Artificial Intelligence (AI) to Diagnose and Treat Autism

Possibilities and Limits of AI for Autism

For several decades, researchers have explored the idea that artificial intelligence (AI) could be used to diagnose autism and help people on the autism spectrum to improve social, communication, and emotional skills. Diagnosis of autism through the use of AI is now a reality (though not the norm); AI-based therapies are in development and show promise. While some types of AI therapies (such as those that require the use of an interactive robot) are not yet available at a reasonable cost, AI-based apps are now downloadable for any smartphone user.

Defining Artificial Intelligence

The term AI is frequently applied, both correctly and incorrectly, to a wide range of programs and apps. It is usually used to distinguish "ordinary" programming from a type of programming that learns as it interacts. In theory, therefore, AI-based programs and apps are more human-like than ordinary algorithm-based programs and apps.

The journal Business Horizons defines AI as "a system’s ability to correctly interpret external data, to learn from such data, and to use those learnings to achieve specific goals and tasks through flexible adaptation." In other words, AI can respond to an individual person's particular abilities and challenges with specific outcomes in mind—just as a teacher or therapist might.

Artificial intelligence is not, at this point, anywhere near the level suggested by science fiction. In other words, no robot or program can use AI to pass the Turing Test, developed by the famous cryptographer Alan Turing. The Turing Test states that "if a person cannot distinguish whether he/she is talking to a human or a machine, the machine exhibits intelligent behavior."

Why and How AI Is Used to Diagnose and Treat Autism

It's not always easy to spot signs of autism, especially when the person in question is very bright and/or high functioning. That means it can take longer than it should to get a diagnosis—and a late diagnosis means a delay in getting therapies and services that should be available in a child's earliest years.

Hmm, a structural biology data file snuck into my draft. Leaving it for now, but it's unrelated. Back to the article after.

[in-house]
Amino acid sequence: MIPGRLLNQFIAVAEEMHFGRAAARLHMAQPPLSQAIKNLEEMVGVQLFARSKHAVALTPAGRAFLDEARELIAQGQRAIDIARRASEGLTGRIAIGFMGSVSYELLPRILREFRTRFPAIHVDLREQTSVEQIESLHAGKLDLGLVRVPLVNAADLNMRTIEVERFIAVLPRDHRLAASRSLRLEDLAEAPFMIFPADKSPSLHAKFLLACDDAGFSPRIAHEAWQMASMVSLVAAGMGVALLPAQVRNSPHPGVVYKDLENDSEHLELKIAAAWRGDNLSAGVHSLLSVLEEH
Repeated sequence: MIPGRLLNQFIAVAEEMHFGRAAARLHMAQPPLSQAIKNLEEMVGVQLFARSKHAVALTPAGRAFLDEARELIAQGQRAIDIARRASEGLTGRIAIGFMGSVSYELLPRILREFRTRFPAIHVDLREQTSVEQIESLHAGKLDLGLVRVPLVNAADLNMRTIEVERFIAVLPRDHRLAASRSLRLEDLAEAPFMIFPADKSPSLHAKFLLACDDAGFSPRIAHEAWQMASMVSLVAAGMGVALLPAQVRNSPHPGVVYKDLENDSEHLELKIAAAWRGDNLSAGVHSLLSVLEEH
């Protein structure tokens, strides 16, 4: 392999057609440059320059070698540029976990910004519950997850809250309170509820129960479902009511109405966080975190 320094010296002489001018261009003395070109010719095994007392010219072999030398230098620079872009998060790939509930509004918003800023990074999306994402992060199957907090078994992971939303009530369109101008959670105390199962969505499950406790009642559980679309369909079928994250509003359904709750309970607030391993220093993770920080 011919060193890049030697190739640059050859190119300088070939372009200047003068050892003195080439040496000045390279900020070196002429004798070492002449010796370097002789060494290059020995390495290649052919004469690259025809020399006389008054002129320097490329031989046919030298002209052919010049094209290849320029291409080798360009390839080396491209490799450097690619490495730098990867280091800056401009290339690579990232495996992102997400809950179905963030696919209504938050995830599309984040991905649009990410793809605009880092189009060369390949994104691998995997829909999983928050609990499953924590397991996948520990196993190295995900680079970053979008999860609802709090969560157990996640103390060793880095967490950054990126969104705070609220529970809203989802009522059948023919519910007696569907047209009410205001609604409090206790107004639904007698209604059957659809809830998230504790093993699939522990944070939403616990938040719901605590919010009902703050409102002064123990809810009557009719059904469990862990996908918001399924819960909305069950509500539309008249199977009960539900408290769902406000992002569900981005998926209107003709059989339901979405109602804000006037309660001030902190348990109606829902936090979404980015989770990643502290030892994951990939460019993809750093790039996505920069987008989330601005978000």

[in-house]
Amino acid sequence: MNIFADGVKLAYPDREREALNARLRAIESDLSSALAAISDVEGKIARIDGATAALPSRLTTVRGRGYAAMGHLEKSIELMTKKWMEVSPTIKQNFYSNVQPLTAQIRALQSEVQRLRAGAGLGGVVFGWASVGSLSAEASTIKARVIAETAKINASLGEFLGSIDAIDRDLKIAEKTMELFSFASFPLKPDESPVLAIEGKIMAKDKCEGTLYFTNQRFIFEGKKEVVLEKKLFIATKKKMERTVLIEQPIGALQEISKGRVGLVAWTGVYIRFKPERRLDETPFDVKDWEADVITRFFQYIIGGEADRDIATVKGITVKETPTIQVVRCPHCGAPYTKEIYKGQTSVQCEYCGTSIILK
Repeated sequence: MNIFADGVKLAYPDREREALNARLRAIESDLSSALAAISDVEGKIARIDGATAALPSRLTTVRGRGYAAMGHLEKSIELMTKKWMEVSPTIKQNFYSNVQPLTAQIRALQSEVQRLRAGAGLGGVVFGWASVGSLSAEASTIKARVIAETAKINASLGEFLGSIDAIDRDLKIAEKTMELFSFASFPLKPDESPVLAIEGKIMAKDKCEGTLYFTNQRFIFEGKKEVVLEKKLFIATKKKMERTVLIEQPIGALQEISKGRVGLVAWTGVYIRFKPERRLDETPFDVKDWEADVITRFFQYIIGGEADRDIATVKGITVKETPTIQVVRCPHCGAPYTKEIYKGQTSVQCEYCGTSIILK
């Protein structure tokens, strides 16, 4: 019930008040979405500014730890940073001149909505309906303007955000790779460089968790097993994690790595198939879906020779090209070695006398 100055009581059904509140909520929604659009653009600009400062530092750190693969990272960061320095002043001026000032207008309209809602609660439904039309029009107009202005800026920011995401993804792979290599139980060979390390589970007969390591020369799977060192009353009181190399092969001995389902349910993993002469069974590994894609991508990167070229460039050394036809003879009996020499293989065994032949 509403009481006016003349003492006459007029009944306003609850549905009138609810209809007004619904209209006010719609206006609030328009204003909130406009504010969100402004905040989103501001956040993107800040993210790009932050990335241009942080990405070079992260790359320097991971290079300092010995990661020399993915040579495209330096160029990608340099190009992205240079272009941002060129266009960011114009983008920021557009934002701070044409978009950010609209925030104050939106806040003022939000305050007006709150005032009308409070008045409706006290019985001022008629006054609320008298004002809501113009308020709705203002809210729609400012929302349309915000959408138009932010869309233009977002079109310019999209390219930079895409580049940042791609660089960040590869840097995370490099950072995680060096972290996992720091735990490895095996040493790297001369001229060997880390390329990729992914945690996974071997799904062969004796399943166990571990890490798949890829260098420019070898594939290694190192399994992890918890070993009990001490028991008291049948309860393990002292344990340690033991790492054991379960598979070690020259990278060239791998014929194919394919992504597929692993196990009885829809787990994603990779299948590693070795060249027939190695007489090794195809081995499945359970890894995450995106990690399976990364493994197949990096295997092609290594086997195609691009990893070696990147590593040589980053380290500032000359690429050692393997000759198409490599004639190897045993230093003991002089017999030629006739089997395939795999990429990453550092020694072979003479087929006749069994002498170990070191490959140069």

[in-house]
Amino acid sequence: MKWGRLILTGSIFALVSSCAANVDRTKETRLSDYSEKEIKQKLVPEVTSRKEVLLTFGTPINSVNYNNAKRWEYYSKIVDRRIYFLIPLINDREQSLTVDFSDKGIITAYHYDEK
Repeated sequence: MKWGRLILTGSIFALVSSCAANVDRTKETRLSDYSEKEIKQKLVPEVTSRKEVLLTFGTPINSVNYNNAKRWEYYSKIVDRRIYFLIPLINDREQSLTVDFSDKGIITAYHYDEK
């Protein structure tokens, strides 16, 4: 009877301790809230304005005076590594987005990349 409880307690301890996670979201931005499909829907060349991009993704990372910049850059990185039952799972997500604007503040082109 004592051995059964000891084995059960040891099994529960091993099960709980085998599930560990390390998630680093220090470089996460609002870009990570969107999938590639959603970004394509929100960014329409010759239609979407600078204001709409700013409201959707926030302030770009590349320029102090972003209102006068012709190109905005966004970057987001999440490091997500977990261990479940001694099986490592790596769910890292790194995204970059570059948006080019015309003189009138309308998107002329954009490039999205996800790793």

There are several reasons why delays occur. There is no single obvious sign of autism, and some signs of autism can also suggest other, unrelated disorders or personality differences. Evaluators may be uncertain whether a particular behavior is part of an autistic pattern or just a personal idiosyncrasy, and many evaluators and parents are unwilling to pin a label on a child until they're absolutely certain the label is correct.

According to the publication Spectrum News, a form of AI called "deep learning" is sometimes better able than human beings to spot relevant patterns. Deep learning is a type of machine learning that is actually based on artificial neural networks, and these types of programs may be a good way to provide evaluators with confirmation of a diagnosis or suggest the need for further evaluation.

There are a few companies pioneering methods to diagnose children with autism using AI and AI-like technology:

Behavior Imaging

Behavior Imaging, a Boise, Idaho company, uses a system called the Naturalistic Observation Diagnostic Assessment. This tool is an app which allows parents to upload videos of their children for observation. Initially, clinicians watched the videos to make remote diagnoses; more recently, however, the company has started training AI-like algorithms to observe and categorize behaviors. The algorithms would not diagnose the children but might point clinicians to specific behaviors that might otherwise have been missed.

Cogna

Another use of AI-aided diagnosis is an autism screening tool created by Cognoa in Palo Alto California. This tool is a mobile app that parents can use without the involvement of a trained evaluator; it reviews answers to multiple-choice questions as well as videos of the child.

So far, while there is interest in and some use of AI as a tool for supporting diagnosis, there is little support for the notion that AI alone can provide a reliable diagnosis of autism.

Robots to Treat Autism

People with autism are often overwhelmed by the demands of human interaction. Social expectations, sensory challenges, difficulty with expressive and reception speech, and attentional issues can all interfere with optimal outcomes. To circumvent this problem, a number of innovative groups have started exploring ways to use AI to teach and engage people on the spectrum.

One of the most intriguing (and expensive) approaches to using AI in therapy involves creating and training robots to interact with autistic children. Their purpose is to give autistic children practice with identifying facial expressions, interacting socially, and responding appropriately to social cues.

SoftBank Robotics